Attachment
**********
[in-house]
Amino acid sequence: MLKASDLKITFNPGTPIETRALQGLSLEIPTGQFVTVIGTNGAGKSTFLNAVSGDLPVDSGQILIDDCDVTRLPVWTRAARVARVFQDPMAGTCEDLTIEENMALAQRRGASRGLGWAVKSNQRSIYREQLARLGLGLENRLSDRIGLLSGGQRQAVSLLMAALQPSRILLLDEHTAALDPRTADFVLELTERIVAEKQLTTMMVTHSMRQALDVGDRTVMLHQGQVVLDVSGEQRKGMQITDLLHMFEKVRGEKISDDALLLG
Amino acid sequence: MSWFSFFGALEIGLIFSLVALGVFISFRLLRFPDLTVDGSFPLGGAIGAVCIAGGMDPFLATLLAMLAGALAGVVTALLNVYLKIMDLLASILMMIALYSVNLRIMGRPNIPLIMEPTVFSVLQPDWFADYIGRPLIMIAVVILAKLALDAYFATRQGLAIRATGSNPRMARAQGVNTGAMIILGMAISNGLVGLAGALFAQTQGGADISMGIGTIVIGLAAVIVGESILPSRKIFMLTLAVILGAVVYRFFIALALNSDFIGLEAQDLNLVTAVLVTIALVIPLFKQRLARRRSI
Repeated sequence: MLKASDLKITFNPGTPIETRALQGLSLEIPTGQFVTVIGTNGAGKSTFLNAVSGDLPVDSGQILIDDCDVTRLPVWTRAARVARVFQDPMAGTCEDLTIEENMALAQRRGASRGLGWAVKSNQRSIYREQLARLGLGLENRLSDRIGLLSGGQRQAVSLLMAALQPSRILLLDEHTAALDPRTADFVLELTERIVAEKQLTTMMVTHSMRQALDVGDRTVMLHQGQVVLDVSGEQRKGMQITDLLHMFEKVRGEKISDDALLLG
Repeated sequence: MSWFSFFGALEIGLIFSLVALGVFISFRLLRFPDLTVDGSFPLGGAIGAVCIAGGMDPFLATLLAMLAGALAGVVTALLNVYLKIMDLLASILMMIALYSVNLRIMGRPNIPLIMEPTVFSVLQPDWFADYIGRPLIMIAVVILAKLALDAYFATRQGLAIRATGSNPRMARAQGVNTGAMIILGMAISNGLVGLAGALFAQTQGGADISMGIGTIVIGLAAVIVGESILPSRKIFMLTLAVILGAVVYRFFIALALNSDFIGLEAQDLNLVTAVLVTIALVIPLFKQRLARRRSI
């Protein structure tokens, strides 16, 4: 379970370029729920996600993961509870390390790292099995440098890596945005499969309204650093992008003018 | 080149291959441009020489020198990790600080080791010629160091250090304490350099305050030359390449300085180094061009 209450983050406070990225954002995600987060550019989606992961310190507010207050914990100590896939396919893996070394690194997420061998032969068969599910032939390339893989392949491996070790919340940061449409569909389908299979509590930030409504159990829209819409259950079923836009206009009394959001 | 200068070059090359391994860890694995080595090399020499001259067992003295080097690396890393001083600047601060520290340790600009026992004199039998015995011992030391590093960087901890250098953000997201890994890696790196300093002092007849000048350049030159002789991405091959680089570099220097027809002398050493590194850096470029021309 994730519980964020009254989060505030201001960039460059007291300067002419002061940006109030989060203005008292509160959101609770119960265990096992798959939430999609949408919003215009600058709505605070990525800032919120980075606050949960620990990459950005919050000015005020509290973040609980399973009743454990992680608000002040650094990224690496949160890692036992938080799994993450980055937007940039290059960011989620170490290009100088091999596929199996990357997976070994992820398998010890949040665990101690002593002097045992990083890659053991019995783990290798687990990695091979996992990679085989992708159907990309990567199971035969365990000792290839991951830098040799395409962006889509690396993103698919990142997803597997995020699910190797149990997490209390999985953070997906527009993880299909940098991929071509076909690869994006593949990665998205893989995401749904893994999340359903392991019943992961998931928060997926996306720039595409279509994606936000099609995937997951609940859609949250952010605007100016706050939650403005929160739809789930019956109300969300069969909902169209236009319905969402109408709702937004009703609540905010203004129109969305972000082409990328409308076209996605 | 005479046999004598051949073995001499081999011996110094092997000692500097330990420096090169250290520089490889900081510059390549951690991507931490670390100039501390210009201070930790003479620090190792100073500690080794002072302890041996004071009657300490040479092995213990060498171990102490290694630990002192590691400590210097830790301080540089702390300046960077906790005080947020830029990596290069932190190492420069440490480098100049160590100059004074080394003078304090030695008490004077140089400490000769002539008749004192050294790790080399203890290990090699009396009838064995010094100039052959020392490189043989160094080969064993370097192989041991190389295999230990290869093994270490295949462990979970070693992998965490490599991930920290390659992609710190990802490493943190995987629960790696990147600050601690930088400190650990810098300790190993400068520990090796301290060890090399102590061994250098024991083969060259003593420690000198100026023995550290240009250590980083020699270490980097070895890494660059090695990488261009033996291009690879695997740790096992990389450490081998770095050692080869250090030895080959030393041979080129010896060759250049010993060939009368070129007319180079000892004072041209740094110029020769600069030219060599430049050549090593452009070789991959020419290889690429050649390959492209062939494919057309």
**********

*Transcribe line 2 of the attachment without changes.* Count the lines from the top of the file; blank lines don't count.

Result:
Amino acid sequence: MLKASDLKITFNPGTPIETRALQGLSLEIPTGQFVTVIGTNGAGKSTFLNAVSGDLPVDSGQILIDDCDVTRLPVWTRAARVARVFQDPMAGTCEDLTIEENMALAQRRGASRGLGWAVKSNQRSIYREQLARLGLGLENRLSDRIGLLSGGQRQAVSLLMAALQPSRILLLDEHTAALDPRTADFVLELTERIVAEKQLTTMMVTHSMRQALDVGDRTVMLHQGQVVLDVSGEQRKGMQITDLLHMFEKVRGEKISDDALLLG